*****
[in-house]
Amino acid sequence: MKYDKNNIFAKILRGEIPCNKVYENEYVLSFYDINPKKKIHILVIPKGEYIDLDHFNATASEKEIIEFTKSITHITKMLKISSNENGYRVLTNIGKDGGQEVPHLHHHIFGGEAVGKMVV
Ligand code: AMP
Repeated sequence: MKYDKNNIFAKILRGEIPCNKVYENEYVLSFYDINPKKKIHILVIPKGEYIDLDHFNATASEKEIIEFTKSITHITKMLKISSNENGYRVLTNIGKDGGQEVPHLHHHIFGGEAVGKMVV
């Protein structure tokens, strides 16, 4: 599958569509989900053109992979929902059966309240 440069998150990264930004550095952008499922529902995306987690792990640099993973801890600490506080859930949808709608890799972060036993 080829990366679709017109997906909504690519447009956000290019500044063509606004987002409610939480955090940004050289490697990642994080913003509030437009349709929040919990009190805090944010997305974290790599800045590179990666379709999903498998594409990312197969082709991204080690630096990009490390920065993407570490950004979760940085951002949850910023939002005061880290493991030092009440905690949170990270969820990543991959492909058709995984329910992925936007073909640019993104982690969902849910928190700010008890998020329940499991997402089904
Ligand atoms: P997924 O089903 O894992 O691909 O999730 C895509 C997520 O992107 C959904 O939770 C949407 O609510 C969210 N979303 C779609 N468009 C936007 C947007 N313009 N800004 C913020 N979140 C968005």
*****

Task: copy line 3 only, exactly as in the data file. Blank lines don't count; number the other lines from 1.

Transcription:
Ligand code: AMP